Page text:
New Year, new symptoms

The thought of needing medical treatment in a country where I didn’t speak the language and trying to explain an obscure disease was daunting.


Christmas was uneventful and relaxed. I thought I could get to like ‘relaxed’.

I was apprehensive about travelling to another country while newly unwell. I joined Myaware, the charity that led on raising awareness about myasthenia in the UK. They offered lots of support to people like me, and had provided me with a health passport, among other things. They told me it was important to add my details to the passport, carry it with me at all times, and let people close to me know about it. This was vital because so few medical professionals knew much about MG, or had even heard of it. It was especially important that if I needed medical help the long list of dangerous no-go drugs was shared. The thought of needing medical treatment in a country where I didn’t speak the language and trying to explain an obscure disease was daunting. Not enough to stop me going though!

I usually took valium to quell my hysteria before getting on a plane. No longer; Dr D warned me that muscle relaxants could stop me breathing. So I practiced meditation even more in preparation.

I realised this wouldn’t be the only unusual aspect of this holiday. My husband and I tended to trek around, driving and walking as far afield as we could, looking for amazing historical and natural sights to see. We tried to relax on a beach holiday once. It was extremely boring! 

I doubted I would be able to walk far now though. Although the mestinon had eased the vertigo and double vision, the absolutely draining fatigue that followed me everywhere wouldn’t permit it. I could easily sleep between 12 – 15 hours in every 24. 

The outbound flight was uneventful, apart from having to insist my carry-on bag couldn’t go in the hold when room on board ran out. I carried all my medical necessities in my bag and refused to be parted from it. Once we explained to the cabin crew that the medications I carried around kept me alive, they let me keep my bag with me.

Although I anticipated a laidback break, I still wanted fun. My husband and I were foodies and liked going out to eat and drink wine or cocktails. Of the two of us, I especially enjoyed socialising with people. We had plans to go out on New Year’s Eve, a few hours after we arrived, with family and friends.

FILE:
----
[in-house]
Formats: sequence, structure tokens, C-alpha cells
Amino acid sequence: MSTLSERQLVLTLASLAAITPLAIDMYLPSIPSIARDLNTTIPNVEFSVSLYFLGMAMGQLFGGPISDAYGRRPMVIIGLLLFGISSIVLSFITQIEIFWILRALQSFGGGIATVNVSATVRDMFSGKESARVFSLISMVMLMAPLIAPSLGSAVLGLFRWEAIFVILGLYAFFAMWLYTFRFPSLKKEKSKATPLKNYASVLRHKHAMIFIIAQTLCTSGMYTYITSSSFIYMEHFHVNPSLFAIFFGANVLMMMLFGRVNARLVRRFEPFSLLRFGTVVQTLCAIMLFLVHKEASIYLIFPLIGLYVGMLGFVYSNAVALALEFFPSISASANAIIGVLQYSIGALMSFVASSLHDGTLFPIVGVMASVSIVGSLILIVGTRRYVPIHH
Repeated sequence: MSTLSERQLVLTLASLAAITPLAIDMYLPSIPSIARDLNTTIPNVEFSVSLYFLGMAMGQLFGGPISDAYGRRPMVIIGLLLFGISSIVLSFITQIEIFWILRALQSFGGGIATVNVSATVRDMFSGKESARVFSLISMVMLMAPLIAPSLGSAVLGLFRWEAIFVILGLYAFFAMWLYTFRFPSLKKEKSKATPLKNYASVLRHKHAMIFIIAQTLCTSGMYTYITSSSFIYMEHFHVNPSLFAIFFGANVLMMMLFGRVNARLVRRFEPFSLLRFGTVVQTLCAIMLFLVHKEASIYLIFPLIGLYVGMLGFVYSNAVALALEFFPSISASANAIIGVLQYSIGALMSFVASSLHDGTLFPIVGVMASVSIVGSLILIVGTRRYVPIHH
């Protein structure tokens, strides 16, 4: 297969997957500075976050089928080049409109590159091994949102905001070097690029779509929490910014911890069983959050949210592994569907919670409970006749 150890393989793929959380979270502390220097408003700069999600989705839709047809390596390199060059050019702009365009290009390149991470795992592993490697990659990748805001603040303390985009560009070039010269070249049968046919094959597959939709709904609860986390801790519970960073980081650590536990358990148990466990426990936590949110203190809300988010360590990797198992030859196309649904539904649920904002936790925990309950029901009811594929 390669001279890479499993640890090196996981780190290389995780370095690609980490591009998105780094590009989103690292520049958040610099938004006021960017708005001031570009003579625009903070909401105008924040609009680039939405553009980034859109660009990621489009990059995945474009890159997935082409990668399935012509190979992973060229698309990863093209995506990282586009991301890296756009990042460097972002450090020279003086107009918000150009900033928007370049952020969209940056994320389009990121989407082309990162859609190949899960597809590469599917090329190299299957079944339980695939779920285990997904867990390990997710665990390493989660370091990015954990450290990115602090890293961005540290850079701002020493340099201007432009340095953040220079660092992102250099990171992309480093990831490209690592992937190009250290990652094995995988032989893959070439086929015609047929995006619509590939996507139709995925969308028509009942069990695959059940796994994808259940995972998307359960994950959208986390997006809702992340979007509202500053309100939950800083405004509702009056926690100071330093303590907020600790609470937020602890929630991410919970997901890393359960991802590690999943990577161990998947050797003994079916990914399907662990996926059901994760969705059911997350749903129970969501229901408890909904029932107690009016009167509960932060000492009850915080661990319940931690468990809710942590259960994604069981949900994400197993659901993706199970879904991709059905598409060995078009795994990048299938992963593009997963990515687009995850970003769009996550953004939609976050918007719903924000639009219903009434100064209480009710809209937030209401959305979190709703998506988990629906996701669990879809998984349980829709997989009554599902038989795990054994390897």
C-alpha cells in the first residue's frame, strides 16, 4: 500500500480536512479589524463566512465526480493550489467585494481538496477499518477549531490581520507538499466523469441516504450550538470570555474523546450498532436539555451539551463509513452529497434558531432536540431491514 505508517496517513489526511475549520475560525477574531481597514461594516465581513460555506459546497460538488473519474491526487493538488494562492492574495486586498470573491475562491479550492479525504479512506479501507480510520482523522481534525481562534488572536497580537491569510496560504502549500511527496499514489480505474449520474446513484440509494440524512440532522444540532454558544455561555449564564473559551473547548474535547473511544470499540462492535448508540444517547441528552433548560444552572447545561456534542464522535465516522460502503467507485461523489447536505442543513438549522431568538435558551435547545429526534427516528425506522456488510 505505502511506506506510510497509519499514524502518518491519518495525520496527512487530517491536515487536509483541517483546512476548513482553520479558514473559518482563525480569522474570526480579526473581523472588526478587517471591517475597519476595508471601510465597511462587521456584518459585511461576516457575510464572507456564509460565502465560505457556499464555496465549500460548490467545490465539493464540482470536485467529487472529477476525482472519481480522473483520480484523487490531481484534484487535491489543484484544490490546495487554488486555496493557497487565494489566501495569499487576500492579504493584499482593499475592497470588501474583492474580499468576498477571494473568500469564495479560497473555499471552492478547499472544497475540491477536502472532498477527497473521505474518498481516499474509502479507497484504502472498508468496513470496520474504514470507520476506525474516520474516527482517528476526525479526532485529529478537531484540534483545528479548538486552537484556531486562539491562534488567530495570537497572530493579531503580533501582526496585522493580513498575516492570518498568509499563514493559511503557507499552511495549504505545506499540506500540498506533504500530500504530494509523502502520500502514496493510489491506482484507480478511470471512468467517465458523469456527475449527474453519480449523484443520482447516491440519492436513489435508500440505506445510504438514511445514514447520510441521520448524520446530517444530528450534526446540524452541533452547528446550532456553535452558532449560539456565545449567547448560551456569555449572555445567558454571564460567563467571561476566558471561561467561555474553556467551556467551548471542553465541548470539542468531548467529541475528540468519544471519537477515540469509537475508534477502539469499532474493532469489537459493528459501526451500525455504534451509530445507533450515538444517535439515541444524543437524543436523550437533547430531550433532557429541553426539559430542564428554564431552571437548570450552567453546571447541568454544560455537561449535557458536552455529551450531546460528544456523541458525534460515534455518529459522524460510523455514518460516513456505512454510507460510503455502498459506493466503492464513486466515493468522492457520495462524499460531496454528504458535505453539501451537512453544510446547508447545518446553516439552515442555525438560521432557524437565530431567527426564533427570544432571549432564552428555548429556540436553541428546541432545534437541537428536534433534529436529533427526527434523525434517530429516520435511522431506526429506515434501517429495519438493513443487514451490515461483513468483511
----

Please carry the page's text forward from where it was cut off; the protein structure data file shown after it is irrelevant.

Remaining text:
After a brief rest, I showered and changed. I concentrated on applying my make up carefully. I hadn’t worn any since the onset of my MG symptoms almost 2 months earlier. I applied eyeshadow and eyeliner as usual and squinted at myself in the mirror. I couldn’t see if it was symmetrical. After closing my eyes for a few minutes, I looked at my eye make up again. Instead of seeing my usual neat cat flick eyeliner, I saw one that was almost straight and the other, my badly drooping eyelid, pointing down instead of up. I cleaned it off and started over, this time forgoing eyeliner altogether. Such a small thing. Not being able to wear my makeup the way I wanted to. When I wasn’t going ‘out out’ I didn’t bother with stereotypical feminine decoration. But when I did, I really did. For years I’d thoroughly enjoyed the getting ready part of going out, the pampering, high heels, glitter and sparkle. Decorating my eyes had always been one of my favourites parts of the ritual. I felt half finished. Being a ‘Completer/Finisher’ personality type (that’s official, I’d been psychometrically tested for work), this did not sit well with me.

Finally off we went to our favourite Punta Prima restaurant. We knew the food would be delicious and the service excellent. We would be plied with cocktails on the house at the end of the night, to welcome in the New Year. We’d been looking forward to this with excitement for weeks!


I was so fatigued. I steeled myself to make it to the end of the celebrations and told myself I damned well would enjoy it. I was not the type of person who gave up easily. I strived. I endured. I’d been through some difficult times and survived all of them. My husband liked to proudly tell people that I was relentless. Like it was a good thing! I usually tried to enjoy each moment of life and squeeze the most out of every experience. This was no different.